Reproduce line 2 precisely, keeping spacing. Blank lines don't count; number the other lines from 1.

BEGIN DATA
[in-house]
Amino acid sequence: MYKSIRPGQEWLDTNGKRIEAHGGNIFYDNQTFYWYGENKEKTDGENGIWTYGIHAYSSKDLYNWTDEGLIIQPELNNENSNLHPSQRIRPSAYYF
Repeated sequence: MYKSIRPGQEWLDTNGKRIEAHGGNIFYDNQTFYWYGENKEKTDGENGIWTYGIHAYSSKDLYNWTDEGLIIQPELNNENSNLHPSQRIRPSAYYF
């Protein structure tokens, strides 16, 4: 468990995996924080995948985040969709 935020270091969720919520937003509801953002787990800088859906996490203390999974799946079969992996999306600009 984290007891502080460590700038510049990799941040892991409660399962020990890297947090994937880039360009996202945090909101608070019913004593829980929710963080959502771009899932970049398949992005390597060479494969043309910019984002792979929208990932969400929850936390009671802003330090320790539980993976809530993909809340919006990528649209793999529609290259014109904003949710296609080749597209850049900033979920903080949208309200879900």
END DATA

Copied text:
Amino acid sequence: MYKSIRPGQEWLDTNGKRIEAHGGNIFYDNQTFYWYGENKEKTDGENGIWTYGIHAYSSKDLYNWTDEGLIIQPELNNENSNLHPSQRIRPSAYYF